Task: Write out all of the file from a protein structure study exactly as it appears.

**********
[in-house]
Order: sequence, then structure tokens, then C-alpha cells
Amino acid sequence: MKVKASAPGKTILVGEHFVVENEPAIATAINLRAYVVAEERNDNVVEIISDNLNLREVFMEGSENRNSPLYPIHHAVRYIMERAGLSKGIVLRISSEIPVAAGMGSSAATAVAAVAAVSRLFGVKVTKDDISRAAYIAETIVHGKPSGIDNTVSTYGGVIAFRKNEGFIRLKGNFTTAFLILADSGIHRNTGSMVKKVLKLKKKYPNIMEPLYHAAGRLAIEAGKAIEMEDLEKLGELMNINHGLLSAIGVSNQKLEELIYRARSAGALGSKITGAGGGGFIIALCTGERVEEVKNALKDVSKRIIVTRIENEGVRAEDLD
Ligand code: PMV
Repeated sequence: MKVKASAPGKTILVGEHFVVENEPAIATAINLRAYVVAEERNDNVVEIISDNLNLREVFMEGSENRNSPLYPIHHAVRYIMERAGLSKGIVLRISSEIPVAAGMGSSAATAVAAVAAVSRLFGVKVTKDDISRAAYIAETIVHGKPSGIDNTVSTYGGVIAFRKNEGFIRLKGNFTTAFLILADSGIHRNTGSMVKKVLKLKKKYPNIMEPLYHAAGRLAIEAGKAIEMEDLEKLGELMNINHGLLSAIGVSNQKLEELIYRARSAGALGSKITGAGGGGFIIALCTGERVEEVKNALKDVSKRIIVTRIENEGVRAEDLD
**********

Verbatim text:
[in-house]
Order: sequence, then structure tokens, then C-alpha cells
Amino acid sequence: MKVKASAPGKTILVGEHFVVENEPAIATAINLRAYVVAEERNDNVVEIISDNLNLREVFMEGSENRNSPLYPIHHAVRYIMERAGLSKGIVLRISSEIPVAAGMGSSAATAVAAVAAVSRLFGVKVTKDDISRAAYIAETIVHGKPSGIDNTVSTYGGVIAFRKNEGFIRLKGNFTTAFLILADSGIHRNTGSMVKKVLKLKKKYPNIMEPLYHAAGRLAIEAGKAIEMEDLEKLGELMNINHGLLSAIGVSNQKLEELIYRARSAGALGSKITGAGGGGFIIALCTGERVEEVKNALKDVSKRIIVTRIENEGVRAEDLD
Ligand code: PMV
Repeated sequence: MKVKASAPGKTILVGEHFVVENEPAIATAINLRAYVVAEERNDNVVEIISDNLNLREVFMEGSENRNSPLYPIHHAVRYIMERAGLSKGIVLRISSEIPVAAGMGSSAATAVAAVAAVSRLFGVKVTKDDISRAAYIAETIVHGKPSGIDNTVSTYGGVIAFRKNEGFIRLKGNFTTAFLILADSGIHRNTGSMVKKVLKLKKKYPNIMEPLYHAAGRLAIEAGKAIEMEDLEKLGELMNINHGLLSAIGVSNQKLEELIYRARSAGALGSKITGAGGGGFIIALCTGERVEEVKNALKDVSKRIIVTRIENEGVRAEDLD